Chinese Snub For Weak Obama
By Paul Homewood
This story from Yahoo News may be a storm in a teacup, but is symptomatic of a much wider problem, which the media has continued to ignore:
US President Barack Obama, often heralded as the world’s most powerful leader, was forced to go out of Air Force One’s "ass" when his plane landed in China in what has been regarded as a sharp and calculated diplomatic snub by Beijing.
With no staircase provided for him to emerge from the usual door – which is at the front of Air Force One – Obama had to disembark from the exit of the plane’s belly marking a pointed departure from protocol . This alternative exit was little used in the past and that too only for security purposes. As he was going out of Air Force One’s door, he was barely visible to reporters and photographers, who were kept under the wing of the aircraft by a blue tape.
Conspicuously, there was also no red-carpet welcome for the US president at the tarmac unlike in the case of most other leaders including Russia President Vladimir Putin, Prime Minister Theresa May, South Korean President Park Geun-hye and Indian Prime Minister Narendra Modi. All the leaders are in the eastern Chinese city of Hangzhou for the G20 summit.
Obama’s unusual exit and the less-than-graceful welcome were shortly followed by a verbal encounter between the American press corps and Chinese security officials. The US National Security Adviser, Susan Rice, who the New York Times said, was "baffled and annoyed" by the arrangements, later told reporters about the alleged diplomatic snub by the Chinese: "They did things that weren’t anticipated."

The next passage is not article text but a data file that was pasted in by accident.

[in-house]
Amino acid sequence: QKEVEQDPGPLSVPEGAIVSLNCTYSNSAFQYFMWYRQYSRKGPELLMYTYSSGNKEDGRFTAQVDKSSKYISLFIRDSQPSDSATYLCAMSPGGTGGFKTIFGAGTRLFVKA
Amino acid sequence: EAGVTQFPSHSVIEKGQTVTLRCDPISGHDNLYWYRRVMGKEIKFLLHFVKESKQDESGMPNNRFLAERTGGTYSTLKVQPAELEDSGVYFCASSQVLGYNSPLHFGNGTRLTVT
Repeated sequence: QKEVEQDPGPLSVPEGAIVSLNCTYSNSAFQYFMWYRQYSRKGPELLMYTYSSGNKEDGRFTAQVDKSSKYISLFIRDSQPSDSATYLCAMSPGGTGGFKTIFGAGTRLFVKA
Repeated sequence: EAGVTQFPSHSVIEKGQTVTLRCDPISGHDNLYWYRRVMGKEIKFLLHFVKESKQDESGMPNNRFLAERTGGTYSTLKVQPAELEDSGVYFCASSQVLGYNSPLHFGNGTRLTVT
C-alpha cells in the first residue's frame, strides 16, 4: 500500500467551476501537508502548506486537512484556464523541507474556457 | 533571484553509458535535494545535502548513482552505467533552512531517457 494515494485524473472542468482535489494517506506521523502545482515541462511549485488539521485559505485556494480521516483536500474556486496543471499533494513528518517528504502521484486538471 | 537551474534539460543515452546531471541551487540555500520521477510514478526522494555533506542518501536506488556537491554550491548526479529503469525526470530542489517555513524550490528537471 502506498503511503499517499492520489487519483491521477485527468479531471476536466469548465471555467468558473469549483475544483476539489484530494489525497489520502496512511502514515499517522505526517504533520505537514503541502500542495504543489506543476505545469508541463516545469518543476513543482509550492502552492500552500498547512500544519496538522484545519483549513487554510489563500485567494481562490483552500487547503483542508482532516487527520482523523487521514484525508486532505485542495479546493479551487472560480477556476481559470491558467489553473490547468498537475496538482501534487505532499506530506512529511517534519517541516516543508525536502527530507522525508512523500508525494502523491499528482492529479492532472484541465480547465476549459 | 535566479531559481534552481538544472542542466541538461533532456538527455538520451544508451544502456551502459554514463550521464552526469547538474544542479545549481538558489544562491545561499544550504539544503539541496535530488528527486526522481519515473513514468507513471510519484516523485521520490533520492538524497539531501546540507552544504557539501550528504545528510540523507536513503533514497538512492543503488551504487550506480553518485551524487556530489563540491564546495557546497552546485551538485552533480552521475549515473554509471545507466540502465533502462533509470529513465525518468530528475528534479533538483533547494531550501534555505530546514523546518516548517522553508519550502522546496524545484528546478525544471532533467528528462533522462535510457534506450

During the altercation, a Chinese security official was caught on the video telling a US presidential aide: "This is our country! This is our airport!" Chinese officials have not yet commented on the episode.
"It sure looks like a straight up snub. This clearly plays very much into the [idea]: ‘Look, we can make the American president go out of the ass of the plane,’" Bill Bishop, a Chinese expert who closely tracks political developments in Beijing, told the Guardian. "The idea that they have been preparing for well over a year for the G20 but suddenly there be a malfunction with the ramp just for one president … that really strains credulity." Multiple others have also said that the treatment given to the US president was not a cock-up.
When asked about potential conflicts and the cold reception, Obama told a press conference, "the seams are showing a little more than usual", but quickly played it down by adding: "I wouldn’t over-crank the significance of it."
Barack Obama Air Force One China
There are a number of areas where the US is at loggerheads with China, such as cyber warfare, industrial espionage, South China Sea aggression, Sino-Japanese relations, human rights, dumping of goods in export markets, Yuan devaluation and many others.
Ordinarily, US/Chinese relations would be frosty at best, and you would expect the US to be exerting plenty of muscle to protect its own interest, and that of its allies.
However, Obama’s desperation to get China to sign up to his climate agenda appears to have led to a much more softly softly approach to China.
It is unsurprising, therefore, that the Chinese see Obama as a weak leader, one who they can treat as dismissively as they did yesterday.